Study design: Randomized clinical trial.
Objective: To investigate the clinical and functional efficacy of 2 different non-weight-bearing exercise regimens, proprioceptive training (PrT) versus strength training (ST), for patients with knee osteoarthritis (OA).
Background: Both strength and proprioceptive training are important interventions for individuals with knee OA. The benefits of weight-bearing exercises are generally recognized in the clinical setting. However, exercising in a standing or weight-bearing position may aggravate symptoms in patients with knee OA.
Methods and measures: One hundred eight patients were randomly assigned to the PrT, ST, or no exercise (control) group for an 8-week intervention. Both the PrT and ST interventions consisted of non-weight-bearing exercises. Western Ontario and McMaster Universities Osteoarthritis Index-pain (WOMAC-pain) and -function scores, walking time on 3 different terrains, knee strength, and absolute knee reposition error were assessed before and after intervention. Data were analyzed using mixed-model ANOVAs.
Results: Both PrT and ST significantly improved WOMAC-pain and -function score after intervention (P<.008). The improvement secondary to ST in the WOMAC-function scores (17.2 points) and for knee extension strength (10.3-14.9 Nm) was greater than the minimally clinically important difference for these measurements. The PrT group demonstrated greater improvement in walking time on a spongy surface and knee reposition error than the other 2 groups. No improvements were apparent in the control group.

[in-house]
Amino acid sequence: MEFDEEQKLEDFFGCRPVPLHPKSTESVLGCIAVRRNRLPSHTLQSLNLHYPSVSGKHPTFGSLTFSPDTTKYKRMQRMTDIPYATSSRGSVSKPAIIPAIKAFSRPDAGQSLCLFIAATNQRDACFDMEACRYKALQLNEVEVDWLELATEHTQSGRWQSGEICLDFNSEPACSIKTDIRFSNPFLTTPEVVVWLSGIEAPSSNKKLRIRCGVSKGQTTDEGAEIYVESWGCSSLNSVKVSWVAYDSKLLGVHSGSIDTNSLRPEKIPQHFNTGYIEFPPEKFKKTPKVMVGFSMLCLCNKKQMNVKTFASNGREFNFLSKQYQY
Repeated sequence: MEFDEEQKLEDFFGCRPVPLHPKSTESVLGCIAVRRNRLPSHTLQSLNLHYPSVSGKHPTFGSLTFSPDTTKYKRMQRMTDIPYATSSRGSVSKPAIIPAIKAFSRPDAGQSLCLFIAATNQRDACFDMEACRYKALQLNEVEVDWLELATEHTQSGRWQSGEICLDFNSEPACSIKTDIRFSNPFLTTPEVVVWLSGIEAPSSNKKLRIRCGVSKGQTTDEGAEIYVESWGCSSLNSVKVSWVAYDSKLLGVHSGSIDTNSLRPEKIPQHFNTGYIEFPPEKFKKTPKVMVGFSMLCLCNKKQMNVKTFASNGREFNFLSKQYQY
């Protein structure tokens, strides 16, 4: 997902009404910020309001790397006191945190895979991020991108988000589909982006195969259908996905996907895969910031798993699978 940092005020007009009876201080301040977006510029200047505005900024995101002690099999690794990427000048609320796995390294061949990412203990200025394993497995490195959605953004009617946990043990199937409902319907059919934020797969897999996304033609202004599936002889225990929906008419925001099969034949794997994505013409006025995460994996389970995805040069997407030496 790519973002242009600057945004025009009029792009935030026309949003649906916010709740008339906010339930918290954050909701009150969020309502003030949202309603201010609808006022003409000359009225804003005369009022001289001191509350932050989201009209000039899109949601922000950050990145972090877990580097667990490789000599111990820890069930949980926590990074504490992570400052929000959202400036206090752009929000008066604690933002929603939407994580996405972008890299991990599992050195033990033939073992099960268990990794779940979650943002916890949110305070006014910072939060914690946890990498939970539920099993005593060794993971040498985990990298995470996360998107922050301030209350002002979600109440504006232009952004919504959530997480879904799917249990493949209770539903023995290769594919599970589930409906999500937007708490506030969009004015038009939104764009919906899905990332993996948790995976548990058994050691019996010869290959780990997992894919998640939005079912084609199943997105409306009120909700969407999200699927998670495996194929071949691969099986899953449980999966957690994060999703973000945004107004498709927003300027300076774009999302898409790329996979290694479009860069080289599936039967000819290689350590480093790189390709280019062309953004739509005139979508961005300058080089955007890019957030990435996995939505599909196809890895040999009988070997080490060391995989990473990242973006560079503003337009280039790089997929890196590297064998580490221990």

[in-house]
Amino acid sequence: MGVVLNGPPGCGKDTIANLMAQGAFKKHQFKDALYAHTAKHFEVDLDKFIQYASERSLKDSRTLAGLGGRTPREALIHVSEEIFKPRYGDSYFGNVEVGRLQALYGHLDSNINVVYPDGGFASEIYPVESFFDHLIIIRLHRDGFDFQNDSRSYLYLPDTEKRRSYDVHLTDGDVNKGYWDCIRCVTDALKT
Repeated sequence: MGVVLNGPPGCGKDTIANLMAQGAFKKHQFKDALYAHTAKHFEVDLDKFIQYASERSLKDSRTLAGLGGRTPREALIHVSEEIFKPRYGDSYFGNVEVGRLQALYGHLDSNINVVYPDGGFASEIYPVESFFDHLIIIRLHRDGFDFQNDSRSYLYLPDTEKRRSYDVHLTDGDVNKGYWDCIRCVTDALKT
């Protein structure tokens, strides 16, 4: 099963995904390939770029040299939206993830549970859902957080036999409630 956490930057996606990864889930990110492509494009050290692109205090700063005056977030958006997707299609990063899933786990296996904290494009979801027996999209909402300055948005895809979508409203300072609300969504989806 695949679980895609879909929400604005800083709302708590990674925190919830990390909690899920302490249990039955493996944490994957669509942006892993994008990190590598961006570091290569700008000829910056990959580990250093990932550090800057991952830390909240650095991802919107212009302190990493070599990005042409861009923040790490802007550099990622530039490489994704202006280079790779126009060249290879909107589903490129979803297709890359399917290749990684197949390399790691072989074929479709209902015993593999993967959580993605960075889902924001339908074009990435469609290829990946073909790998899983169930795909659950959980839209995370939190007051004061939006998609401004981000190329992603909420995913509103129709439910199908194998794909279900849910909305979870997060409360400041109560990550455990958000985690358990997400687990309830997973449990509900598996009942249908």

Conclusion: Both types of non-weight-bearing exercises (PrT and ST) significantly improved outcomes in this study. PrT led to greater improvements in proprioceptive function, while ST resulted in a greater increase in knee extensor muscle strength.